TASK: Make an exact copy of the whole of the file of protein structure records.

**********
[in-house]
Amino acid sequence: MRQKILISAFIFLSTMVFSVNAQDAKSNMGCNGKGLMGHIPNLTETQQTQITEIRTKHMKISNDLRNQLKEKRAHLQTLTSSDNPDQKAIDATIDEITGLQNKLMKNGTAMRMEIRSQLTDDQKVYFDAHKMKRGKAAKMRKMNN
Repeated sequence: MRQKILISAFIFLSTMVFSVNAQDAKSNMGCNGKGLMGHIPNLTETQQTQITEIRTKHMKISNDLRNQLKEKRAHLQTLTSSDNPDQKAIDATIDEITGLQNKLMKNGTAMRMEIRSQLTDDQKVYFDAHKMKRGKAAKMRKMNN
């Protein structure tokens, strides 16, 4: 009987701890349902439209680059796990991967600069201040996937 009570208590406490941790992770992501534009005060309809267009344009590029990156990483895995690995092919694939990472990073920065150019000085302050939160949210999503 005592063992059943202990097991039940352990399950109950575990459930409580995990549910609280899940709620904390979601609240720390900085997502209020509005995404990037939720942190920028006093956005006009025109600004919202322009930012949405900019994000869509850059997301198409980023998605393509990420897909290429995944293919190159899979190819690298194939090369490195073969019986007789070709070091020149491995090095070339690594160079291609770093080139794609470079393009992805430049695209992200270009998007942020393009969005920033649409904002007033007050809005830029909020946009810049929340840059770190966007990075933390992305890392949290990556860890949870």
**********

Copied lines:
[in-house]
Amino acid sequence: MRQKILISAFIFLSTMVFSVNAQDAKSNMGCNGKGLMGHIPNLTETQQTQITEIRTKHMKISNDLRNQLKEKRAHLQTLTSSDNPDQKAIDATIDEITGLQNKLMKNGTAMRMEIRSQLTDDQKVYFDAHKMKRGKAAKMRKMNN
Repeated sequence: MRQKILISAFIFLSTMVFSVNAQDAKSNMGCNGKGLMGHIPNLTETQQTQITEIRTKHMKISNDLRNQLKEKRAHLQTLTSSDNPDQKAIDATIDEITGLQNKLMKNGTAMRMEIRSQLTDDQKVYFDAHKMKRGKAAKMRKMNN
């Protein structure tokens, strides 16, 4: 009987701890349902439209680059796990991967600069201040996937 009570208590406490941790992770992501534009005060309809267009344009590029990156990483895995690995092919694939990472990073920065150019000085302050939160949210999503 005592063992059943202990097991039940352990399950109950575990459930409580995990549910609280899940709620904390979601609240720390900085997502209020509005995404990037939720942190920028006093956005006009025109600004919202322009930012949405900019994000869509850059997301198409980023998605393509990420897909290429995944293919190159899979190819690298194939090369490195073969019986007789070709070091020149491995090095070339690594160079291609770093080139794609470079393009992805430049695209992200270009998007942020393009969005920033649409904002007033007050809005830029909020946009810049929340840059770190966007990075933390992305890392949290990556860890949870």